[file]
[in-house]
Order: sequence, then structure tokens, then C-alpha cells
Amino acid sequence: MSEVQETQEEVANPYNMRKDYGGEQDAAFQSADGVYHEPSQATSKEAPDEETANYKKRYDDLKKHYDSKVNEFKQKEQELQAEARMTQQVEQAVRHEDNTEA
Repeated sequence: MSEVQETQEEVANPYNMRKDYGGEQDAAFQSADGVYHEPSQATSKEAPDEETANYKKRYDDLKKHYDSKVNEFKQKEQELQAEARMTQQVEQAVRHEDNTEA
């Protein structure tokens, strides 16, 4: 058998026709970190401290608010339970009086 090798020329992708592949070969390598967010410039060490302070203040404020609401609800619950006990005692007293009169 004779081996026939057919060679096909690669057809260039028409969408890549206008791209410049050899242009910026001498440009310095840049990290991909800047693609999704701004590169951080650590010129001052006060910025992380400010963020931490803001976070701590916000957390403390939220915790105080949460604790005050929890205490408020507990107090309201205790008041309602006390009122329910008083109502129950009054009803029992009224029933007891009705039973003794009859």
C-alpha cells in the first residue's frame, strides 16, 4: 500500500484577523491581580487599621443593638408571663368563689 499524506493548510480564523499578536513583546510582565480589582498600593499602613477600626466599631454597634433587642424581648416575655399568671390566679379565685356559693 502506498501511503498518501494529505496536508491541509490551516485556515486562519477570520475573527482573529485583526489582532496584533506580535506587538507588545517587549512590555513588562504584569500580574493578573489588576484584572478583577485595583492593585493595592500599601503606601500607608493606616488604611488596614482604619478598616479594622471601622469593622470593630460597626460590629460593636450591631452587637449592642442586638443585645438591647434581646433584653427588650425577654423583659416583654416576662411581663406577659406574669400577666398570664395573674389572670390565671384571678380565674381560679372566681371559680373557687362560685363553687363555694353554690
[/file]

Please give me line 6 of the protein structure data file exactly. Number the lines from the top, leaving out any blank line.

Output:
C-alpha cells in the first residue's frame, strides 16, 4: 500500500484577523491581580487599621443593638408571663368563689 499524506493548510480564523499578536513583546510582565480589582498600593499602613477600626466599631454597634433587642424581648416575655399568671390566679379565685356559693 502506498501511503498518501494529505496536508491541509490551516485556515486562519477570520475573527482573529485583526489582532496584533506580535506587538507588545517587549512590555513588562504584569500580574493578573489588576484584572478583577485595583492593585493595592500599601503606601500607608493606616488604611488596614482604619478598616479594622471601622469593622470593630460597626460590629460593636450591631452587637449592642442586638443585645438591647434581646433584653427588650425577654423583659416583654416576662411581663406577659406574669400577666398570664395573674389572670390565671384571678380565674381560679372566681371559680373557687362560685363553687363555694353554690